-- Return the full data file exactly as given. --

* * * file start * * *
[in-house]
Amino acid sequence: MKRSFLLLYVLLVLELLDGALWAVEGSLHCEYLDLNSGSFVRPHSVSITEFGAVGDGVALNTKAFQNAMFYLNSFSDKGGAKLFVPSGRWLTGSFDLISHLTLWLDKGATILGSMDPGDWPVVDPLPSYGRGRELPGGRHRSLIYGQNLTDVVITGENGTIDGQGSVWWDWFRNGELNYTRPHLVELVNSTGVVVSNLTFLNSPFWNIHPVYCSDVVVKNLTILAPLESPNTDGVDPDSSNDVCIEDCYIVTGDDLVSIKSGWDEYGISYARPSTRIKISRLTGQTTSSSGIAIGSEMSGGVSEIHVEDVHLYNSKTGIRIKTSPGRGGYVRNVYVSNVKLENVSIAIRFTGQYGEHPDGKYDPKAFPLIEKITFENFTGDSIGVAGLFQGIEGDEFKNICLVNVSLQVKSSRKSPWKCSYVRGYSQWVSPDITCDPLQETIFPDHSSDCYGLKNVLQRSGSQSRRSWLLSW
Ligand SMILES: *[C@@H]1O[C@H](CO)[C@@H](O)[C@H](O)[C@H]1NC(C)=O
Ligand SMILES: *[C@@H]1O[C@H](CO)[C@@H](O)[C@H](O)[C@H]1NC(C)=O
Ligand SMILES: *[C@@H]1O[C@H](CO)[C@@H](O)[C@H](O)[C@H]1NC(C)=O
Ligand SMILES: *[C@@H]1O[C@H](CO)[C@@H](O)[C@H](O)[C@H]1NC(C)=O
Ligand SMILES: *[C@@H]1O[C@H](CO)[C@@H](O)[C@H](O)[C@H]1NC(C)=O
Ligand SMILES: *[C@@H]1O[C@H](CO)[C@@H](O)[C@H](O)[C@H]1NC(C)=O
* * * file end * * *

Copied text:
[in-house]
Amino acid sequence: MKRSFLLLYVLLVLELLDGALWAVEGSLHCEYLDLNSGSFVRPHSVSITEFGAVGDGVALNTKAFQNAMFYLNSFSDKGGAKLFVPSGRWLTGSFDLISHLTLWLDKGATILGSMDPGDWPVVDPLPSYGRGRELPGGRHRSLIYGQNLTDVVITGENGTIDGQGSVWWDWFRNGELNYTRPHLVELVNSTGVVVSNLTFLNSPFWNIHPVYCSDVVVKNLTILAPLESPNTDGVDPDSSNDVCIEDCYIVTGDDLVSIKSGWDEYGISYARPSTRIKISRLTGQTTSSSGIAIGSEMSGGVSEIHVEDVHLYNSKTGIRIKTSPGRGGYVRNVYVSNVKLENVSIAIRFTGQYGEHPDGKYDPKAFPLIEKITFENFTGDSIGVAGLFQGIEGDEFKNICLVNVSLQVKSSRKSPWKCSYVRGYSQWVSPDITCDPLQETIFPDHSSDCYGLKNVLQRSGSQSRRSWLLSW
Ligand SMILES: *[C@@H]1O[C@H](CO)[C@@H](O)[C@H](O)[C@H]1NC(C)=O
Ligand SMILES: *[C@@H]1O[C@H](CO)[C@@H](O)[C@H](O)[C@H]1NC(C)=O
Ligand SMILES: *[C@@H]1O[C@H](CO)[C@@H](O)[C@H](O)[C@H]1NC(C)=O
Ligand SMILES: *[C@@H]1O[C@H](CO)[C@@H](O)[C@H](O)[C@H]1NC(C)=O
Ligand SMILES: *[C@@H]1O[C@H](CO)[C@@H](O)[C@H](O)[C@H]1NC(C)=O
Ligand SMILES: *[C@@H]1O[C@H](CO)[C@@H](O)[C@H](O)[C@H]1NC(C)=O